Frequency of rotation of the Earth in 1 year: Once every year, or fyear = 1 / (365.25*24*60*60 seconds) = 3,17 *10-8 Hz. Applying the 32nd octave to this frequency yields f’year = fyear * 232 = 136.1 Hz.

Similarly the frequency of rotation of one Earth day is calculated by applying the 23rd octave as follows: f’day = (1/(24*60*60)) * 223 = 97.09 Hz. The interval ratio of these two frequencies yields 136.1:97.09 = 1.40, which corresponds to a diminished fifth interval.

Another interesting connection was my discovery that the Tibetan monks always sing their OM mantras in a tone varying little around the up-scaled frequency of the Earth’s year, or 136.1 Hz. I came to this conclusion by listening to all the genuine Tibetan Chants recordings available in the Bavarian State Library (about 10 CDs) and measuring the pitch using a digital equalizer. Not only their voices intonate that frequency, but their monastery bells have also been tuned to this frequency for as old as these well-preserved objects can still be dated and tested today. Furthermore, if you continue to build higher octaves of the OM wave, exactly at the 54th octave you arrive at a wavelength within the visual range of 596 nm. The corresponding color of this octave is a bright orange, which is the color chosen by these very same monks to wear in their robes. Given that the human visual frequency range is very narrow (the complete range of all tones of orange goes only from 585 to 620 nm), that’s a very accurate bull’s-eye hit. That’s when I began to interpret, that perhaps these highly spiritual men had some kind of profound connection to higher design principles that govern the universe; and could somehow intuitively select the right tone to use in chanting, and the right color to wear in clothing, if one wanted to be in total harmony with the planet we all live on. If this wasn’t an accurate intuitive assertion the coincidences would simply be mind-boggling.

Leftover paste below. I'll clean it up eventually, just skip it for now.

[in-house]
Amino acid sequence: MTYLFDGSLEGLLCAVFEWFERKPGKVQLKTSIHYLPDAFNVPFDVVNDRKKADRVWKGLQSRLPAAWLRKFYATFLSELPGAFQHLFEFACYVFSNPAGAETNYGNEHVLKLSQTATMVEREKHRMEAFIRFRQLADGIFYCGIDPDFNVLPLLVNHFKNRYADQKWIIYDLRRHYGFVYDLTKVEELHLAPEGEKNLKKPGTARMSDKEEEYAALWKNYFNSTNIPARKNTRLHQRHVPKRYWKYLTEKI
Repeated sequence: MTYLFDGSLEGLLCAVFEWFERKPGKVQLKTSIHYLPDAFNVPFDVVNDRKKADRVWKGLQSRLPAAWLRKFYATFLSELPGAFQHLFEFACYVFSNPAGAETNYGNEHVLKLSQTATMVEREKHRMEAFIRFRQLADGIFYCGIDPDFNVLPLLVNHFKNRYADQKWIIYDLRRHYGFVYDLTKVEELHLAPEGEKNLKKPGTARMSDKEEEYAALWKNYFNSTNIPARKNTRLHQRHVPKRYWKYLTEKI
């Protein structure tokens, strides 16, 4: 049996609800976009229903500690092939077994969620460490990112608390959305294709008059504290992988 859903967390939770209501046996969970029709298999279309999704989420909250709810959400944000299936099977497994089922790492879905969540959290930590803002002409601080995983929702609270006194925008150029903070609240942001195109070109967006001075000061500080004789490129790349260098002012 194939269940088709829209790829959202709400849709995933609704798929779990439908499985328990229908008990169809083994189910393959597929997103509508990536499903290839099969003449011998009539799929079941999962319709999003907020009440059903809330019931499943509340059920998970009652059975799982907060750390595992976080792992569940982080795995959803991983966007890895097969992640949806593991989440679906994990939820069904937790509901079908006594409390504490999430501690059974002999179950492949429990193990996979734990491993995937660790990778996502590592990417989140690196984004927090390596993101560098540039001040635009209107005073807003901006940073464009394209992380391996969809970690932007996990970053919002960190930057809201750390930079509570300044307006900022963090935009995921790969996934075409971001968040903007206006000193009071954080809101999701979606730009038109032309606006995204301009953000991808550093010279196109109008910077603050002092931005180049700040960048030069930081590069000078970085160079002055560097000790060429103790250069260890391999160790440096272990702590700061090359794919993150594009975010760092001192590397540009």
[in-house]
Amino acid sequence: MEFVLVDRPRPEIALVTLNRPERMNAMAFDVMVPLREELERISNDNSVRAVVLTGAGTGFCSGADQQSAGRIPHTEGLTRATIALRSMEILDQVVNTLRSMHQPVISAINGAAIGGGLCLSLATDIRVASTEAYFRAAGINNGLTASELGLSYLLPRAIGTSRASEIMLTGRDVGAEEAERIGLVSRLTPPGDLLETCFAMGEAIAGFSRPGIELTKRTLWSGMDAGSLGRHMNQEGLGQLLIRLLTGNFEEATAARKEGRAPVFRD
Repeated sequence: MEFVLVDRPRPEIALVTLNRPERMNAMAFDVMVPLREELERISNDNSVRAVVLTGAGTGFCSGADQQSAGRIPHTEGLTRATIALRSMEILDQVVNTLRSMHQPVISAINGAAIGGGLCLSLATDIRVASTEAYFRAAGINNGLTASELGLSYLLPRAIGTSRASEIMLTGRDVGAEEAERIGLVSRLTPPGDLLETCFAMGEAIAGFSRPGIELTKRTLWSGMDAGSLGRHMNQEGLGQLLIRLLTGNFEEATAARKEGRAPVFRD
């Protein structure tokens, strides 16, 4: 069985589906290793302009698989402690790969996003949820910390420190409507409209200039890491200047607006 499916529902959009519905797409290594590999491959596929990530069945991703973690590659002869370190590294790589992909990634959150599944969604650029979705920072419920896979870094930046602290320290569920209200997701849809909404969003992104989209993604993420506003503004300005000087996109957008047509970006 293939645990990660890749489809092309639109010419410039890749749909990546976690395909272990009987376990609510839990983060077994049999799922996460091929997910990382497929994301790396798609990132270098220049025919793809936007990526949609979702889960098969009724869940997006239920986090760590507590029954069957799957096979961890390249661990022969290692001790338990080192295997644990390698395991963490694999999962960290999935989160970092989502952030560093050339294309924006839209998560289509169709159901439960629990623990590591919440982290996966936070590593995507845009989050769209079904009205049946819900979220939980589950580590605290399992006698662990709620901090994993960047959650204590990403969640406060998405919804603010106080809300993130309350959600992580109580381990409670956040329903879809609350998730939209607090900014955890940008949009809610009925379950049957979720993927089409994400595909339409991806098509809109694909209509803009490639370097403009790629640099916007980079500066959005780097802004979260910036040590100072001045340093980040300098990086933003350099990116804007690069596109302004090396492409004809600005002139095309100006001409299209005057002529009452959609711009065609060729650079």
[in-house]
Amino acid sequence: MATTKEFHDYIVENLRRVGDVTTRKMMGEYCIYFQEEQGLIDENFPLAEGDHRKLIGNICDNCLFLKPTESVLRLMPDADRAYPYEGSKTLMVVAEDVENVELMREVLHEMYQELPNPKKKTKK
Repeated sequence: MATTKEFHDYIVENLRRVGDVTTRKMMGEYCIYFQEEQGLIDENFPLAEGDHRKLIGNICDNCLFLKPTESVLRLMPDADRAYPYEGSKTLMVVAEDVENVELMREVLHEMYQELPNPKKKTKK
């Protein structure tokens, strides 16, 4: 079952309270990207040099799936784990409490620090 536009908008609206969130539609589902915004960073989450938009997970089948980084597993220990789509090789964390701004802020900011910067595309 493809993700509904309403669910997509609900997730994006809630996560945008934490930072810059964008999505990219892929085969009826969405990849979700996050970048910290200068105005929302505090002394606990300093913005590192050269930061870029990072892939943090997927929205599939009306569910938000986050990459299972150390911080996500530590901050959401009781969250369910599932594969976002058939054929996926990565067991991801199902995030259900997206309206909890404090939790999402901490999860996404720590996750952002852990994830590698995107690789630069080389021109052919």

Later I came across another popular frequency, also regarded as sacred in some circles, namely the A = 432 Hz tone. I began to take it seriously, when I read that this A was also mentioned by Rudolf Steiner, the father of Anthroposophy. Steiner, who besides being the inventor of Homeopathy was also a philosopher and mystic, proposed the use of C = 256 Hz as concert pitch. This frequency, also referred to during the European classical era as the philosopher's C, is derived mathematically by starting with the number 1 and multiplying by 2 over and over until reaching a hearable range. Using Pythagorean tuning, one would arrive at an A located precisely at 432 Hz using Steiner’s proposal.